Real Life

All Black – all heart

Eroni Clarke has overcome some tough challenges in his life, but nothing has compared to almost losing his son.

A nationwide TV audience on reality show Sing Like a Superstar would rate as one of the more nerve-racking moments of former All Black Eroni Clarke’s life. All the big test matches he played in the black jersey would be up there, too. But none of them were as harrowing as the time his son EJ had to endure a seven-hour heart operation when EJ was just one-week-old.

“Nothing really compares,” says devout Christian Eroni, as he cuddles EJ (now 8). “It really made us ask, `Why us?’ But we eventually realised that some good would come of it, and we just had to put our trust in God and pray that we would understand the purpose of it all.”

EJ – Eroni Junior – was born with three defects in his heart, a rare combination that doctors had only come across once before. When he was less than a day old, a high temperature alerted medical staff that all was not well and EJ was transferred to National Women’s Hospital from Waitakere Hospital and placed in an incubator.

Eroni’s wife Siala only realised something was wrong when she discovered the incubator surrounded by doctors and nurses who were discussing her baby. “At first, when I saw them I thought `poor baby’,” she recalls. “Then I realised it was my baby and that’s when I felt really scared.”

EJ had to be transferred again to Greenlane Hospital and that’s where they found out his main arteries were in the opposite positions to normal arteries. Plus, he had narrowing of the aorta and a large hole in his heart.

Eroni says, “The only thing keeping him alive was the hole because that was allowing the blood to mix.”

Doctors told the Clarkes EJ’s condition was so severe he needed an operation immediately but there were no guarantees. “The operation was so delicate, the surgeon told us the worst case scenario was that we would lose our son,” says Eroni.” And even a slight mistake could leave him wearing a pacemaker for the rest of his life.”

Knowing this, the couple did their best to carry on as normal for the sake of their daughter Shekynah (now 10) and took her out on the day of the operation. “I was so nervous though,” says Siala. “It was such a relief to get the call that it had gone really well.”

Nevertheless, there was still an agonising wait to see if the most delicate part of the procedure had worked and there were a couple of hair-raising moments when fluid accumulated on EJ’s heart, making all the monitors beep furiously.

The couple took great comfort from praying and talking to other parents of kids with heart problems.

“There were some really hurting couples who were desperate for their child and that’s when we began to see our purpose for being in that hospital during that time,” says Eroni. “It was an amazing experience and we made some great friends.”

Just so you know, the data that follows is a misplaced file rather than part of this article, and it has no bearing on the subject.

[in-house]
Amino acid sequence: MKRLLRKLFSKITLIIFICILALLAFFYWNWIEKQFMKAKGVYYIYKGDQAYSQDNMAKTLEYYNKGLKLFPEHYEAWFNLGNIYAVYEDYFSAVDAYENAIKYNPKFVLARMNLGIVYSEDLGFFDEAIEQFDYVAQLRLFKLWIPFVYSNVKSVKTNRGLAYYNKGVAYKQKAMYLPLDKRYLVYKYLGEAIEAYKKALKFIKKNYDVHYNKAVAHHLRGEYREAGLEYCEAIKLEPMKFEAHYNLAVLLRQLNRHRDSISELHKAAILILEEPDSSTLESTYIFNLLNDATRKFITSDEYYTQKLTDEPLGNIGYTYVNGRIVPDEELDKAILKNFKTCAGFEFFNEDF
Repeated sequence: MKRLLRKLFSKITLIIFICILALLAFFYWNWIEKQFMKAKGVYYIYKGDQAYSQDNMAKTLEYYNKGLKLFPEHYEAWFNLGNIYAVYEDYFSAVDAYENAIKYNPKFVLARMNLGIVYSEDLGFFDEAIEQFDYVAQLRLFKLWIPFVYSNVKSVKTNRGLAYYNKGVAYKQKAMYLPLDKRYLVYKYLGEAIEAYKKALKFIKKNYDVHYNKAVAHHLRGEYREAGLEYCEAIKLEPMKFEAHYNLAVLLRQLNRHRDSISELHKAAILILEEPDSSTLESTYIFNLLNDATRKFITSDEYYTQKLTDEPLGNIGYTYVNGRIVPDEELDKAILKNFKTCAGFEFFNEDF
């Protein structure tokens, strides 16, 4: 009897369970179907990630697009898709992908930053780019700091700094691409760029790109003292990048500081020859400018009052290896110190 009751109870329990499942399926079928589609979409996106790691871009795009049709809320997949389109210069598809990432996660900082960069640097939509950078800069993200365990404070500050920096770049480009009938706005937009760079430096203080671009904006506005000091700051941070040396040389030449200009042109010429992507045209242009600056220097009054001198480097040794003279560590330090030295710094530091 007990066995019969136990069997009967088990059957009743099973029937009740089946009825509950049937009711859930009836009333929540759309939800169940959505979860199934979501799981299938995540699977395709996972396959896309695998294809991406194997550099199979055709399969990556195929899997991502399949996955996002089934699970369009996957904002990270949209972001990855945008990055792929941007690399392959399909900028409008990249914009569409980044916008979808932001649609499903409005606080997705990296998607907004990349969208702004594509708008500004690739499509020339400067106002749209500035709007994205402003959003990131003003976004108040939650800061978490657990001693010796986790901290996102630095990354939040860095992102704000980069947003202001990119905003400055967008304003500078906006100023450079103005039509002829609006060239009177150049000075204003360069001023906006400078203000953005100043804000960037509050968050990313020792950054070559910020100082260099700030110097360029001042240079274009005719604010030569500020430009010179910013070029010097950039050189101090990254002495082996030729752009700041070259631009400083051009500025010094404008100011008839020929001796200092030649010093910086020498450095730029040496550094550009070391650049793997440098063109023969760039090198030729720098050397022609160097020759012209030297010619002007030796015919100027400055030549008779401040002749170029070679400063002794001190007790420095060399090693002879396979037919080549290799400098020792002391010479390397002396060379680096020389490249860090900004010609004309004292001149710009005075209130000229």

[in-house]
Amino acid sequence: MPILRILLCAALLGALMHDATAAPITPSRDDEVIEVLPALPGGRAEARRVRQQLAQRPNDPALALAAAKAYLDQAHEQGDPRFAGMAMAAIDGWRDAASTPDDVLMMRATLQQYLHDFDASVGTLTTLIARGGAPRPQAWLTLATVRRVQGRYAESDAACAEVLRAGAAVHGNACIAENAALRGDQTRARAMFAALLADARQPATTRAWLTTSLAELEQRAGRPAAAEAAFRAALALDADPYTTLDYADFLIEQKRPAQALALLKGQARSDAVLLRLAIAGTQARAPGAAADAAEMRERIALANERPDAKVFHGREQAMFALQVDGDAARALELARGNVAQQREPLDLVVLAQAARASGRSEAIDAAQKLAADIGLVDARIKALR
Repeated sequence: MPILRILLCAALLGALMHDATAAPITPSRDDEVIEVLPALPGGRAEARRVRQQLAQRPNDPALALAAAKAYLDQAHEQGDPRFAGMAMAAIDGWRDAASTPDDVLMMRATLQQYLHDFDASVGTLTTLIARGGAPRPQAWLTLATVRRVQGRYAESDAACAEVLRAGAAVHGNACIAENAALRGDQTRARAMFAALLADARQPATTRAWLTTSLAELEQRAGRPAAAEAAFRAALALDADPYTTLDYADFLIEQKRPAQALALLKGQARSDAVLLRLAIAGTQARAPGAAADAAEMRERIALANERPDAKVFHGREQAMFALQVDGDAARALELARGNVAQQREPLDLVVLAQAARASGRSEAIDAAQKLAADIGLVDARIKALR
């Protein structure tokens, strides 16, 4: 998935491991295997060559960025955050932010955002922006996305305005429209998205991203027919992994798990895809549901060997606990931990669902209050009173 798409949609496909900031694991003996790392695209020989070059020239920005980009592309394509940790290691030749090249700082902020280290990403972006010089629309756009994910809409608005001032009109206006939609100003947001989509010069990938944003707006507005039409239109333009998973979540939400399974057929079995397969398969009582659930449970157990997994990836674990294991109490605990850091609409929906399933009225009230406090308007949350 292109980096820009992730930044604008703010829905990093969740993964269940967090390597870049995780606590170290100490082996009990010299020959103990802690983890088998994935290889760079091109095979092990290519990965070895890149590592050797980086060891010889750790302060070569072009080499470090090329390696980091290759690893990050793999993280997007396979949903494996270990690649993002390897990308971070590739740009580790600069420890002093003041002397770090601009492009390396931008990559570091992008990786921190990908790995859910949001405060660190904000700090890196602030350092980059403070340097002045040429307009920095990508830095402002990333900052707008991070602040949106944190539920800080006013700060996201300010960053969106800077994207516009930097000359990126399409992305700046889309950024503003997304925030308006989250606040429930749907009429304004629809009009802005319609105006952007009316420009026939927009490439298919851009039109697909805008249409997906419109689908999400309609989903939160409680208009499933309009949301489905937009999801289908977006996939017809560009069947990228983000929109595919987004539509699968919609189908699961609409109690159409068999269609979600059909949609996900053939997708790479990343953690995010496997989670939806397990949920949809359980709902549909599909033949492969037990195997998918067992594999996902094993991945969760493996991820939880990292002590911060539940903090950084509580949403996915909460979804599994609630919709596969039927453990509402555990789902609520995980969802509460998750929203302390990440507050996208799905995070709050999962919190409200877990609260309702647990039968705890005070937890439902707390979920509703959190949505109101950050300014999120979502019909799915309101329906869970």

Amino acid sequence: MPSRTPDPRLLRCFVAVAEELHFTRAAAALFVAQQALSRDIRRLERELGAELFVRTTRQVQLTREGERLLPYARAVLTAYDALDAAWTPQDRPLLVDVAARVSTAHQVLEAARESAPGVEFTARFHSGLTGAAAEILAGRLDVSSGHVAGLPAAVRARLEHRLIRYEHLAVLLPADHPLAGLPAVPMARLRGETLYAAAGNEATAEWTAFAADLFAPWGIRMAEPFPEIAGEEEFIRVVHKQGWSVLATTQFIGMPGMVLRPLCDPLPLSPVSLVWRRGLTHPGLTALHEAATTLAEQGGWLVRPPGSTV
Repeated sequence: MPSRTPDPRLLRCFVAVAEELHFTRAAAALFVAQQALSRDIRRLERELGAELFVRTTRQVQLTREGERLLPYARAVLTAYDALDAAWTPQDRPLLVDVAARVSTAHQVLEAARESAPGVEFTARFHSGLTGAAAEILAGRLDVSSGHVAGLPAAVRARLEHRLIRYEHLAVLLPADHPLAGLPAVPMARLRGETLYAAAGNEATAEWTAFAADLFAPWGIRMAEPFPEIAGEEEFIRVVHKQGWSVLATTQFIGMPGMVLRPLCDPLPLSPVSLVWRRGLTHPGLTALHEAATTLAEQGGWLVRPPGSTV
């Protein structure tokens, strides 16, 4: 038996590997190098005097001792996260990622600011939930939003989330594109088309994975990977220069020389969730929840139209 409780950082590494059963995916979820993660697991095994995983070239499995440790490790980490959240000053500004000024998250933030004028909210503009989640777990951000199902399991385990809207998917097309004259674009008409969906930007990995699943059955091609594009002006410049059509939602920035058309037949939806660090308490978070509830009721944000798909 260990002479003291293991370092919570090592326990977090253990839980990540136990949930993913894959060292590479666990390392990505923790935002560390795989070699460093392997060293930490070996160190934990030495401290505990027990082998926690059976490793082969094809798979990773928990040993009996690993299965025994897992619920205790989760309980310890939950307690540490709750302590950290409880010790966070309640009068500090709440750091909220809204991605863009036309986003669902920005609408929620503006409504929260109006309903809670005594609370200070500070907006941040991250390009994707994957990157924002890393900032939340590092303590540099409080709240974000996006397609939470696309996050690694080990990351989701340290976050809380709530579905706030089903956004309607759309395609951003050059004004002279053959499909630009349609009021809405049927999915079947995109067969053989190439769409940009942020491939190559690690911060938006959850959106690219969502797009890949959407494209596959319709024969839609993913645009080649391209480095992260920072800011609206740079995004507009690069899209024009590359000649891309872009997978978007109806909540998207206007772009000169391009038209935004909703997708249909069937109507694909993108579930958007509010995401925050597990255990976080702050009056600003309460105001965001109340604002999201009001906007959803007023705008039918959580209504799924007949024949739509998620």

Eroni was due to join the Auckland Blues in Australia but stayed home until the baby was out of danger. When EJ finally came out of intensive care, Eroni joined the team, carrying on to South Africa.

“I must admit my mind was on home a lot when I wasn’t playing rugby. I’d be ringing home constantly.”

Since then, EJ has got better and better and had his last check-up three years ago. Considering the gravity of EJ’s condition, he has been fortunate only to have one operation, although he may need surgery later to correct a couple of leaks.

To look at him now, jostling with his younger brother Caleb (7) you wouldn’t guess what he’s been through. “He runs, he sings, he plays, he fights, he dresses himself and likes to do his hair and he’s cool. He’s a normal kid,” says Eroni.

“He has to be careful sometimes so we make sure we don’t work him too hard. It’s important for him to know he’s special to his parents, just like his brother and sister are, but without us treating him any differently.”

Their reward has been a little boy who loves to hug and kiss his mum and dad, even in front of his friends, and one who is happy to look after a younger child if he sees them on their own.

“He has a gift for making sure everyone’s okay,” says Eroni.

“I wanted to show our appreciation to the hospital and all the people there.” Funnily enough, the opportunity pre-sented itself during Sing Like a Superstar when Eroni had to pick a charity to donate his winnings to.

“I saw it as a way of saying thank you to all the doctors, nurses and surgeons who helped EJ.”

And while he didn’t win, Eroni has now become an ambassador for Heart Children New Zealand. “There’s always something the hospital needs that we can raise funds for and there are families going through real trying times. If we can let them know they are not alone and there are people who can help them, then that’s a way I can say thank you on behalf of EJ, Siala and my whole family.” Story: Maryvonne Gray Pictures: Phil Crawford

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